Corporations proposing major projects would be able to draft their own environmental reviews under a Republican-sponsored bill that awaits action by the governor.
The bill would mark a major change in the way corporations approach big projects and is spawning fierce criticism from environmental advocates, who say businesses cannot be trusted to volunteer information that might jeopardize their project.
Gov. Mark Dayton must decide on Thursday whether to sign or veto the bill.
A coalition representing 80 conservation groups will call on Dayton at a Thursday news conference to urge a veto.
Republicans who sponsored the bill say the state's lengthy permitting and review process costs the state jobs. A legislative auditor's report released on Tuesday concluded that reviews indeed often are inefficient and riddled with delays.
The handful of impact statements written every year can run 700 pages or more and cover only those proposals with the largest environmental footprints. The Department of Natural Resources (DNR) and the Minnesota Pollution Control Agency (MPCA), which now draft such statements, would still review, modify and approve the final versions.
Rep. Dan Fabian, R-Roseau, the House freshman who sponsored the bill, said that allowing companies to write their own drafts would speed the process. Businesses, he said, "are not going to tolerate [their consultants] putting together an [environmental impact statement] that's not complete, that's not thorough."
But a coalition of 37 environmental groups countered in a letter to the Legislature that the change is akin to a "fox guarding the hen house."
Said Rep. Frank Hornstein, DFL-Minneapolis: "When you have a polluter doing the study about how much pollution they're going to emit, and interpreting the standards around that, you have a conflict of interest."
Environmental impact statements, usually required of only the largest and most complex projects, are supposed to detail every potential consequence of new mines, paper mills and other massive installations.
Environmental advocates say the legislation would hand too much power to corporations, setting up inherent conflicts of interest.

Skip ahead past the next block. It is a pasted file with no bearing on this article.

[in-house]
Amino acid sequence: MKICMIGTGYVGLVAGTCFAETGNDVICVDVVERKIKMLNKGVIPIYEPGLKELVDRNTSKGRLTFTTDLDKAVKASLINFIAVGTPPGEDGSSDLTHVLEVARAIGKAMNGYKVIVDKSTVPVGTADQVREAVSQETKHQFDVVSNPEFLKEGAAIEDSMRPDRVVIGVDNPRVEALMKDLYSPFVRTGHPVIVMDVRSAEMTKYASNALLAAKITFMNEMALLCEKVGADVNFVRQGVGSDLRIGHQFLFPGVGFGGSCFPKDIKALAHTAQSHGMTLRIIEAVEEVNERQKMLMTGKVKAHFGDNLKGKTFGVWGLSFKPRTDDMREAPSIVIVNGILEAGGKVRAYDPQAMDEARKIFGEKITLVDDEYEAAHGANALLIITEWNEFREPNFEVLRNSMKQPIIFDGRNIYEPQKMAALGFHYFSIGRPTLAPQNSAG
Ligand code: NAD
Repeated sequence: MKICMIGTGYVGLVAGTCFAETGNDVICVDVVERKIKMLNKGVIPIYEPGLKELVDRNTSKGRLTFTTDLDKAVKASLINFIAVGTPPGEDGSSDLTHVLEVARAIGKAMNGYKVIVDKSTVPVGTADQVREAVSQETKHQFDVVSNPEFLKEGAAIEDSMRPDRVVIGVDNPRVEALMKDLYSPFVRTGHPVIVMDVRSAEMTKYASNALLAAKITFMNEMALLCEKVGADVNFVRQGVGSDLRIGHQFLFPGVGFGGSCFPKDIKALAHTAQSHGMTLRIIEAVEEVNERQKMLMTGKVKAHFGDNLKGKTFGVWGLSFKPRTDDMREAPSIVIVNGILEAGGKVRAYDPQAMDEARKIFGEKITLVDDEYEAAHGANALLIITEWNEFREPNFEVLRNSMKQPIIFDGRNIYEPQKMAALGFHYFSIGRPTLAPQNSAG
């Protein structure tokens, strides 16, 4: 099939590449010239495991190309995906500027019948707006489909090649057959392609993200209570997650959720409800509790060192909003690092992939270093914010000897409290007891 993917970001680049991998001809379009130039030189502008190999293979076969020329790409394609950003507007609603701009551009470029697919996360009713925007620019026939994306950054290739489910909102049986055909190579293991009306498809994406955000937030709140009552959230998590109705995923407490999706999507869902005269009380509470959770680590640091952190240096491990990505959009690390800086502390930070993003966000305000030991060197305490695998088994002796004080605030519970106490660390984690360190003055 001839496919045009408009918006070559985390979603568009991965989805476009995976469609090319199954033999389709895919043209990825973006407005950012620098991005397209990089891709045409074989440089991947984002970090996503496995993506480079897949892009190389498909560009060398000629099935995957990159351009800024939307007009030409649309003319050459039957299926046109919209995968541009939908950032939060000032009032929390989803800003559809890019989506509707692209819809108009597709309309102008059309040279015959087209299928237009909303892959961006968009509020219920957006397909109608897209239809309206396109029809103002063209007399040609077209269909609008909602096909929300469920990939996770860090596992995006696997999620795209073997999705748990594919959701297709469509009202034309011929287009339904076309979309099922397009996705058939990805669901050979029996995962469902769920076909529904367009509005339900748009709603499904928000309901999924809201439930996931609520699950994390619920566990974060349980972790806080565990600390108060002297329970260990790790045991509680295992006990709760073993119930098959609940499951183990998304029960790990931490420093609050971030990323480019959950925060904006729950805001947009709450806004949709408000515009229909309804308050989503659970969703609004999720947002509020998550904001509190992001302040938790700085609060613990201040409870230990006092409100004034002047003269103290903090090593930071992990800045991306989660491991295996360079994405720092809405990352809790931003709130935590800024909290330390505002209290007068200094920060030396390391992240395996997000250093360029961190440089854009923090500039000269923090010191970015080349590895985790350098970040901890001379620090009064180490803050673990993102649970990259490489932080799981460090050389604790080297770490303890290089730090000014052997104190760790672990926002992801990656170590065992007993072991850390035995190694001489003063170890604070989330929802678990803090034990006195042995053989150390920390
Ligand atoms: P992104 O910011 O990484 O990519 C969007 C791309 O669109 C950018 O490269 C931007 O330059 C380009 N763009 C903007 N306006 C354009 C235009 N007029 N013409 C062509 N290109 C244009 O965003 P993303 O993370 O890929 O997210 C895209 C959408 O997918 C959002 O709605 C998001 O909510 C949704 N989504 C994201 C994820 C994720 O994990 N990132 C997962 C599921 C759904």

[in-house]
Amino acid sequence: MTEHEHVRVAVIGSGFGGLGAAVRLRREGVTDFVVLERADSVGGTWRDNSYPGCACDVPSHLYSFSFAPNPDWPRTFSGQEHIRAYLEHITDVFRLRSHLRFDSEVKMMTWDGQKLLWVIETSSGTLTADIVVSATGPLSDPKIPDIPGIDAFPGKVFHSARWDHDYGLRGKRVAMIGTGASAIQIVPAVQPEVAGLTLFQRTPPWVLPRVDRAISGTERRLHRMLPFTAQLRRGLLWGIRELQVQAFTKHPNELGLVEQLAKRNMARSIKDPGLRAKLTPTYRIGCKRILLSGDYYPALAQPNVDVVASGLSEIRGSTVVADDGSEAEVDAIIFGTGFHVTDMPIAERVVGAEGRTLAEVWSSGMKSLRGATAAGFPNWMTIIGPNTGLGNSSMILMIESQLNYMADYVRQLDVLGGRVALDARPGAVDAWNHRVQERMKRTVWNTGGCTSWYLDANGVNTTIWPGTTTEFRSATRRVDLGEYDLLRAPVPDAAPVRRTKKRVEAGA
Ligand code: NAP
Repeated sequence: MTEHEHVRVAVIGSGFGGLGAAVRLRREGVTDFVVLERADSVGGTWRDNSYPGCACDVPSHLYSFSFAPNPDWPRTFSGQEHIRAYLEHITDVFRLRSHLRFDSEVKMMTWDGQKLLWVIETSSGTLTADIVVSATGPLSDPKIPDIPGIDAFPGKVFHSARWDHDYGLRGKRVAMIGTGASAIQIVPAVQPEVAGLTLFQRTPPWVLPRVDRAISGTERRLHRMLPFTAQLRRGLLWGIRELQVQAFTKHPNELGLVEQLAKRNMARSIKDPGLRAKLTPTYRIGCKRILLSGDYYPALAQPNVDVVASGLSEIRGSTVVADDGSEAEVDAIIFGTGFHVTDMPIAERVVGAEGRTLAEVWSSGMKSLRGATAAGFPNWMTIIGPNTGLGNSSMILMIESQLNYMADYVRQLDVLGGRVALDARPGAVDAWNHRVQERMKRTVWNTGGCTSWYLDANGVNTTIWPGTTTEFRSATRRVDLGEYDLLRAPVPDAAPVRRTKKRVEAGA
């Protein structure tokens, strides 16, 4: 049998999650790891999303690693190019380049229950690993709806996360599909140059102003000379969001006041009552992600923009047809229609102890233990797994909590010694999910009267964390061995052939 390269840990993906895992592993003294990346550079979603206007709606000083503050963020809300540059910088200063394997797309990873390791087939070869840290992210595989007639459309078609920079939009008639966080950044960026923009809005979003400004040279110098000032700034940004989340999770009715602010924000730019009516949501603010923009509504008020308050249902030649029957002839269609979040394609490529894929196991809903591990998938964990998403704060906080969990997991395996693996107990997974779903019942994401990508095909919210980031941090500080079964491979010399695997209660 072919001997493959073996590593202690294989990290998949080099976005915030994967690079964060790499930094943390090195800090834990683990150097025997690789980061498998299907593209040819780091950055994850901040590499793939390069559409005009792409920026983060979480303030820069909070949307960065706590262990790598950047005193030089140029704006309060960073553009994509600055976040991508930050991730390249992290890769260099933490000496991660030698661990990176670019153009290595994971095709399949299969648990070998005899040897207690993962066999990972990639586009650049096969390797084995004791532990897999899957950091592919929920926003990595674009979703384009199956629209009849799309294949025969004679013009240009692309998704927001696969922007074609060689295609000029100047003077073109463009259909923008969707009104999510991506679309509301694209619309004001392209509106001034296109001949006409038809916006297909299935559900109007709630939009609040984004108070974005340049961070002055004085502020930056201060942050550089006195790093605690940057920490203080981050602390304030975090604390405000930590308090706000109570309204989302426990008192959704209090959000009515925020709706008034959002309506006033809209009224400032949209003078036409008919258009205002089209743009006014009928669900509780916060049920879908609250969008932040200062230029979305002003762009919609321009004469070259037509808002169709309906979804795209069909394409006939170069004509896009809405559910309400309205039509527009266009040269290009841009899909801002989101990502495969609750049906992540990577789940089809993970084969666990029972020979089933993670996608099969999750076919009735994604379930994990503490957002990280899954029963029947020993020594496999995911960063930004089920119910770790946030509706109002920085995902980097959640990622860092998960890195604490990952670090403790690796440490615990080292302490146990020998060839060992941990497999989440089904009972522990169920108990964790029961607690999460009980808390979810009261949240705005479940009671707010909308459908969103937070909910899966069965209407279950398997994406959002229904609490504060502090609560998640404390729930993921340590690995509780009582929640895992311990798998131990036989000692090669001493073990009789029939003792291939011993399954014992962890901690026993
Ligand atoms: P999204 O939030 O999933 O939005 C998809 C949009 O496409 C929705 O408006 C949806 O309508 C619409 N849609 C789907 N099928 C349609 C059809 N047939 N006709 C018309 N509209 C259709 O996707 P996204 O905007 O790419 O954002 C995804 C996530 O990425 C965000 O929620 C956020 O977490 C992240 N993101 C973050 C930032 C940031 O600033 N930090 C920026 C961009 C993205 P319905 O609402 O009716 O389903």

Companies now pay the state for costs incurred in drafting the statements, a job done largely by third-party consultants who gather data and studies from project proposers. Bill supporters like the Iron Mining Association of Minnesota say the legislation would spare companies from having to also pay another set of consultants to follow the process.
After completion, draft impact statements are published for public comment before a final impact statement is approved and permits issued.
Dayton has already come out in support of faster permitting, beating Republicans to the punch by signing an executive order chopping the permit window to 150 days.
His MPCA commissioner previously wrote to Fabian expressing concern about an earlier version of the bill and sought language mandating that companies and agencies work together early in the environmental impact statement process.
"The company is going to be predisposed to want to put its project in the best possible light," said Craig Affeldt, who supervises environmental reviews at the MPCA. Affeldt said that if the bill becomes law, his agency will have to be more thorough detailing what needs to be included in the impact statement and then reviewing it for objectivity and completeness.
Opponents of the bill assert that it could hinder the public's ability to look at raw data for the projects through the state's Data Practices Act, since less information may end up in government hands.
LaTisha Gietzen, a spokeswoman for Polymet Mining, which has been trying to build a copper-nickel mine near Babbitt, Minn., said there would be no change. "I don't think what is shared now would be much different," Gietzen said. "Because the agencies would want to see all the data that went into it."
PolyMet has become a poster child for delays in environmental reviews. Tuesday's legislative auditor report found that state agencies spent more than 36,000 staff hours preparing PolyMet's environmental impact statement.
Environmental impact statements are not common. The report found that the state started seven environmental impact statements for private sector projects between 2006 and 2010. Many smaller projects only need to complete a less comprehensive environmental assessment worksheet.
Eric Roper • 651-222-1210